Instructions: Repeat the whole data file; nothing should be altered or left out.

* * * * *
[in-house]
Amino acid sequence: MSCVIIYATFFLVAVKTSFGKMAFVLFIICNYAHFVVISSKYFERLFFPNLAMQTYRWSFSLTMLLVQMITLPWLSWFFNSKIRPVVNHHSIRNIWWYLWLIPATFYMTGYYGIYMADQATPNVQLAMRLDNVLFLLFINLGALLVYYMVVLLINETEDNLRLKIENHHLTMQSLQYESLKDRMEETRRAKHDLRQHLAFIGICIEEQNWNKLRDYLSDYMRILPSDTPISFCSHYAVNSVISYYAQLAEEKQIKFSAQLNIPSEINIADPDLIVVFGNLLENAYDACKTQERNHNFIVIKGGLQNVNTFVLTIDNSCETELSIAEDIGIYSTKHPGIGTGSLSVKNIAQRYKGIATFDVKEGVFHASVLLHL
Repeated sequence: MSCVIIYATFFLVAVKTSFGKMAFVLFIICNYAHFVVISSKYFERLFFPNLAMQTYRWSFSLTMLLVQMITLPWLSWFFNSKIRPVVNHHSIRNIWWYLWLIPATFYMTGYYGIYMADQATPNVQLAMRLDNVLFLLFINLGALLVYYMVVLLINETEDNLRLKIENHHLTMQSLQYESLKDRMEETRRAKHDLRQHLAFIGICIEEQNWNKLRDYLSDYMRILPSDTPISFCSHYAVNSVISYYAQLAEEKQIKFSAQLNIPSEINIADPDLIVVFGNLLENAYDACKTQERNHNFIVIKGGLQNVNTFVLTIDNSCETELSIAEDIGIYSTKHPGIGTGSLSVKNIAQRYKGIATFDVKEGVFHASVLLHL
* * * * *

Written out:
[in-house]
Amino acid sequence: MSCVIIYATFFLVAVKTSFGKMAFVLFIICNYAHFVVISSKYFERLFFPNLAMQTYRWSFSLTMLLVQMITLPWLSWFFNSKIRPVVNHHSIRNIWWYLWLIPATFYMTGYYGIYMADQATPNVQLAMRLDNVLFLLFINLGALLVYYMVVLLINETEDNLRLKIENHHLTMQSLQYESLKDRMEETRRAKHDLRQHLAFIGICIEEQNWNKLRDYLSDYMRILPSDTPISFCSHYAVNSVISYYAQLAEEKQIKFSAQLNIPSEINIADPDLIVVFGNLLENAYDACKTQERNHNFIVIKGGLQNVNTFVLTIDNSCETELSIAEDIGIYSTKHPGIGTGSLSVKNIAQRYKGIATFDVKEGVFHASVLLHL
Repeated sequence: MSCVIIYATFFLVAVKTSFGKMAFVLFIICNYAHFVVISSKYFERLFFPNLAMQTYRWSFSLTMLLVQMITLPWLSWFFNSKIRPVVNHHSIRNIWWYLWLIPATFYMTGYYGIYMADQATPNVQLAMRLDNVLFLLFINLGALLVYYMVVLLINETEDNLRLKIENHHLTMQSLQYESLKDRMEETRRAKHDLRQHLAFIGICIEEQNWNKLRDYLSDYMRILPSDTPISFCSHYAVNSVISYYAQLAEEKQIKFSAQLNIPSEINIADPDLIVVFGNLLENAYDACKTQERNHNFIVIKGGLQNVNTFVLTIDNSCETELSIAEDIGIYSTKHPGIGTGSLSVKNIAQRYKGIATFDVKEGVFHASVLLHL